Jury reaches verdict in police shooting trial
After deliberating all day, the jury reached a verdict Saturday evening, Oct. 5, in the criminal trial of former Kingsland police officer Zechariah Presley for a fatal on-duty shooting.
The jury found Presley guilty of violating his oath of office, which is a felony, and not guilty of voluntary manslaughter and involuntary manslaughter. His attorney plans to appeal the conviction.
Presley was taken into custody and will remain in jail until sentencing on Oct. 18. He faces one to five years.
While on duty in June 2018, Presley attempted to make a traffic stop on 33-year-old Tony Green, who was black. Green’s car ran off the road and he and another man fled. Presley chased Green, then shot him after a brief physical altercation.
The jury began deliberating late Thursday after three days of testimony and evidence. Superior Court Judge Stephen Scarlett questioned Juror No. 15 — the forewoman and the only black juror — alone on Friday morning, asking if she knew either family. When she said no, he asked specifically about someone with the last name Green. The juror said she knew that person but hadn’t seen her in about three years.
Juror No. 15 then resigned Saturday morning, citing health concerns. An alternate took her place and the deliberations started over.
Testifying for two hours, Presley said he saw Green at a gas station while he was on patrol, knew he’d had a suspended license a few months ago and noticed that Green seemed “off and nervous.” Green drove away doing 53 to 55 mph in a 35-mph zone, and Presley followed, trying to see the tag number to call it into dispatch before making a traffic stop, he said.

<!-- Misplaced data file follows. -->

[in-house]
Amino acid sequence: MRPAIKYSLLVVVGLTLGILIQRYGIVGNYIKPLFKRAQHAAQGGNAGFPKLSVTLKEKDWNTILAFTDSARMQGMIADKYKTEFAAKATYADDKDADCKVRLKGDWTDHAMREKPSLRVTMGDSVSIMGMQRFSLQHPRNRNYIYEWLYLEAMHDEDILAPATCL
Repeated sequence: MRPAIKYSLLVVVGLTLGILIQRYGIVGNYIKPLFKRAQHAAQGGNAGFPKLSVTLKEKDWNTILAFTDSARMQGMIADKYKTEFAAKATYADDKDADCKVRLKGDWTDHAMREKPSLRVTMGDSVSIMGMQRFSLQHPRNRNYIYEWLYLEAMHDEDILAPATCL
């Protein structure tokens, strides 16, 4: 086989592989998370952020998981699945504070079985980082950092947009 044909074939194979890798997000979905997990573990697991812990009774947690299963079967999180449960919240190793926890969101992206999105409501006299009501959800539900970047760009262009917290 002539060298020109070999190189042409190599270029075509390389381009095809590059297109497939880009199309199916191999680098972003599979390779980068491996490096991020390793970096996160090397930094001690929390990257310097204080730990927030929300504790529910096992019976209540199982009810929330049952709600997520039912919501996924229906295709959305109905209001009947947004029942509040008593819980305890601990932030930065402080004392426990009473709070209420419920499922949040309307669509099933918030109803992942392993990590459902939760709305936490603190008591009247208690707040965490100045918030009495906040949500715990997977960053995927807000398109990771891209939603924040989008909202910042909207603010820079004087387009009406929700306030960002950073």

Green ran off the road at a 90-degree turn and he and another man got out the car.
“I started to panic at that point. I didn’t know if they had weapons they were jumping out with,” Presley said, citing training videos that show officers being fired at in similar situations.
Green ran back to the car, grabbed a “small, dark object” that Presley said he believed could be a weapon, then ran away again. As Green ran, his hands were at his waistband, which several officers, including Presley, testified is concerning because most firearms are found in waistbands.
During the chase, Presley tried to tase Green and called for back up. They ran for a few blocks, which seemed like a long time, he said.
“I was exhausted,” he said. “There’s a difference between a slow jog and a full out sprint in your full duty gear.”
Green fell on his hands and knees, then fought back when Presley tried to push him flat to handcuff him, according to Presley. Green flipped Presley somehow and Presley hit his head, shoulder and back, he said.
“He attacked me. I don’t know how he did it ... but it was fast and violent,” Presley said.
Presley described that he ended up in a vulnerable position on his back, pepper spray beneath him, gun on his duty belt, Taser in his right hand and Green on top of him.
“I was scared. I was helpless. I was starting to think about my two boys and if I was going to make it home to them,” Presley said.
Presley and other officers — including state and defense expert witnesses — testified that pepper spray wasn’t an option because the men were so close. Presley tased himself in the arm, then felt Green grabbing at his Taser and tried to roll on his side to put his gun between his body and the pavement, Presley said.